Take the 2-minute tour ×
Stack Overflow is a question and answer site for professional and enthusiast programmers. It's 100% free, no registration required.

I would like to develop some apps for the JVM using a concise, dynamic language. The most popular choices for this seem to be Jython, JRuby, Groovy, and maybe Clojure.

Rhino appears to be fast and very stable, but I see no books on Rhino development and little discussion. Why is there apparently little use of JavaScript for other than embedded scripting?

Edit: I found this question informative on the viability of Rhino-based development.

share|improve this question
add comment

2 Answers

up vote 3 down vote accepted

I've used Rhino as a part of a production-grade VoiceXML interpreter written in Java and running on the JVM. It works extremely well for this purpose. If I were reimplementing this interpreter from scratch, I would have leaned towards doing even more of my development in JavaScript. So it's definitely an option. You'll need to explore how mature the surrounding libraries are for your application area (you can always write logic that calls out from JavaScript to Java libraries, but that might be too laborious).

But I also agree with @Peter Recore: do give the other JVM languages a second look. I'm impressed with the object-functional Scala language: its performance is nearly as good as Java, and it has a lot of expressive power.

Update: Good books to read on JavaScript are: JavaScript: The Definitive Guide and JavaScript: The Good Parts. The only Rhino-specific stuff you'll need is here.

share|improve this answer
add comment

I have never used Rhino so I can't offer technical reasons, but as a generic programmer, I can offer up a pop psychology theory:

For most of its life, javascript has been strictly a client side language, at least in people's heads. Even worse, it seemed like a crappy one, because there were always problems on web pages with javascript. These problems weren't necessarily the fault of the language so much as how the browsers implemented it, how they organized the dom, and what we were able to access through javascript. But in our heads we began to think "javascript has issues" or even just "javascript is limited in what it can do".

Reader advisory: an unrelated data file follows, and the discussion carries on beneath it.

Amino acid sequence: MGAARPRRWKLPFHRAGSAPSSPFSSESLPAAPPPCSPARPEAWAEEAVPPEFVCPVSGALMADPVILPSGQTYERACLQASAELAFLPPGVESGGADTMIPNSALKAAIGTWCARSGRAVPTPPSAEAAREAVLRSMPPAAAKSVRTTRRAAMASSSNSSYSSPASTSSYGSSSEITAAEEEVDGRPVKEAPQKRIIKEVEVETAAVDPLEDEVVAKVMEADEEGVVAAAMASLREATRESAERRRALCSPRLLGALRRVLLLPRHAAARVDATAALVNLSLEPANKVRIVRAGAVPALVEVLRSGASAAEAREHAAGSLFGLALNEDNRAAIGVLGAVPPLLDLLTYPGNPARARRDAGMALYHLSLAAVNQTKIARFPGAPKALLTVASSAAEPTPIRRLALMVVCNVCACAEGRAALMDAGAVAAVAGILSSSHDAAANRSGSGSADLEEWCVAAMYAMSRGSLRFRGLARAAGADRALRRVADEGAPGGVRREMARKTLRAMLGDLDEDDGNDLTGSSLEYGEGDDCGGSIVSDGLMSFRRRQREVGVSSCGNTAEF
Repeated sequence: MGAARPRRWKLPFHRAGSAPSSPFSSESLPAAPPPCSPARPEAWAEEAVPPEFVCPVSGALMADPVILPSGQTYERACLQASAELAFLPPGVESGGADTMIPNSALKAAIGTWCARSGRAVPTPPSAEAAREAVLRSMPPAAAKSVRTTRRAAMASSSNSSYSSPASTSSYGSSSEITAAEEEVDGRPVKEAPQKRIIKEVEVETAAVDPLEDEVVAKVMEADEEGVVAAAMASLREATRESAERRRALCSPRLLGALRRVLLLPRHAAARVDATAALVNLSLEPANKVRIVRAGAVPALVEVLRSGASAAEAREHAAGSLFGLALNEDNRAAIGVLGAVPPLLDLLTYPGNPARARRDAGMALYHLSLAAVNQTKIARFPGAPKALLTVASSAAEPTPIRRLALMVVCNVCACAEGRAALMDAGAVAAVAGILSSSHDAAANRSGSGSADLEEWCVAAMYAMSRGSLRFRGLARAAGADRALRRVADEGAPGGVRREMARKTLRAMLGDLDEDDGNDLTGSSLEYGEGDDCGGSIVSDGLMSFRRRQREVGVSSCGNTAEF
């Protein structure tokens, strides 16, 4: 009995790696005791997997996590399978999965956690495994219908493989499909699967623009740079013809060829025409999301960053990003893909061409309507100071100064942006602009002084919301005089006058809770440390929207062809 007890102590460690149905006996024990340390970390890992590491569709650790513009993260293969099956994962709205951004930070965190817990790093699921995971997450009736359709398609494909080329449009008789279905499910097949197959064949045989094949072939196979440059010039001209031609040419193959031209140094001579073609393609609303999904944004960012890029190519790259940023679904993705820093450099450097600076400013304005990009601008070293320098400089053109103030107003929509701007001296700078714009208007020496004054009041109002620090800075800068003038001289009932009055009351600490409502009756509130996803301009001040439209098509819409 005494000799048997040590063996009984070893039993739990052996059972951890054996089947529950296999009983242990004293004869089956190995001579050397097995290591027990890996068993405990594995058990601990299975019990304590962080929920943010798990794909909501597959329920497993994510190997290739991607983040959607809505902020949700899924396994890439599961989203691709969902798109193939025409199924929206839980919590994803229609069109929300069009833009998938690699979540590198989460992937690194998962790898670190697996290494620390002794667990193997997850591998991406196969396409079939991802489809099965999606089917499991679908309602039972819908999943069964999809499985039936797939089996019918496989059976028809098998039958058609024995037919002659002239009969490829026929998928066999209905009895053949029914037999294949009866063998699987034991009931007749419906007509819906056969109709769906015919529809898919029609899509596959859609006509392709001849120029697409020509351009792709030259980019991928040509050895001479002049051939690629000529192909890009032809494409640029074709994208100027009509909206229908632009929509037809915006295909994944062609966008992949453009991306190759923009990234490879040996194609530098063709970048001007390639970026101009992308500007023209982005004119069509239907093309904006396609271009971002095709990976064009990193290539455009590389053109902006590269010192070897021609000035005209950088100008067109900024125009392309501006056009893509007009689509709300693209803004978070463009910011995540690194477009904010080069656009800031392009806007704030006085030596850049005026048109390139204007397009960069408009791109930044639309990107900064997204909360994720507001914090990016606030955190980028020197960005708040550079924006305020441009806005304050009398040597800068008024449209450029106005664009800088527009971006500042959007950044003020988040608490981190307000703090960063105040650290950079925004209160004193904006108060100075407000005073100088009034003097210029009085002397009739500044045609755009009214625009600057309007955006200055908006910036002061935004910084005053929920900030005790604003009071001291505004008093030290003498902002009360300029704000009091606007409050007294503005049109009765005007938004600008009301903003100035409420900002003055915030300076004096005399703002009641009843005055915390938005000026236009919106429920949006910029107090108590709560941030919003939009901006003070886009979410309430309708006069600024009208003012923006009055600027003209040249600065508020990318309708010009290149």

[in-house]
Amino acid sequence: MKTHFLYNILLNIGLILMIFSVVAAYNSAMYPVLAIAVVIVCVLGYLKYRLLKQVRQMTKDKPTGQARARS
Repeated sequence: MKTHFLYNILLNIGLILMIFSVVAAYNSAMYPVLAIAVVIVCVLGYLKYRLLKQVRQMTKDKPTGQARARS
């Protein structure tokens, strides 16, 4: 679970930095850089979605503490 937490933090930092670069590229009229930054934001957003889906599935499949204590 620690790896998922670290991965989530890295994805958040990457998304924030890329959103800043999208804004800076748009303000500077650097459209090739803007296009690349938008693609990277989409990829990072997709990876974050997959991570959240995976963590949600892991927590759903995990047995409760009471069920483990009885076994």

So despite all the high level magic some people can do with it, many of us think of javascript as a toy language, from our early memories of the web where all it could do was make an image change on a mouse rollover.

Finally, for a language to become popular,(especially when lacking a huge corporate sponsor) it needs to have some tangible benefit over the existing ones. There are already a lot of server side languages, frameworks, and runtimes competing for people's attention. What is so special about javascript that people should throw away their investments in technology X that they already use? (that's not a dig at js, just food for thought)

share|improve this answer
    
also, have you considered scala? It is not dynamic in a strict sense, but gives you most of the benefits of a dynamic language anyway. –  Peter Recore Jul 16 '10 at 17:41
    
I like prototyping with Lua. JavaScript semantics are close enough to give me warm fuzzies. –  user287424 Jul 16 '10 at 18:05
add comment

Your Answer

 
discard

By posting your answer, you agree to the privacy policy and terms of service.

Not the answer you're looking for? Browse other questions tagged or ask your own question.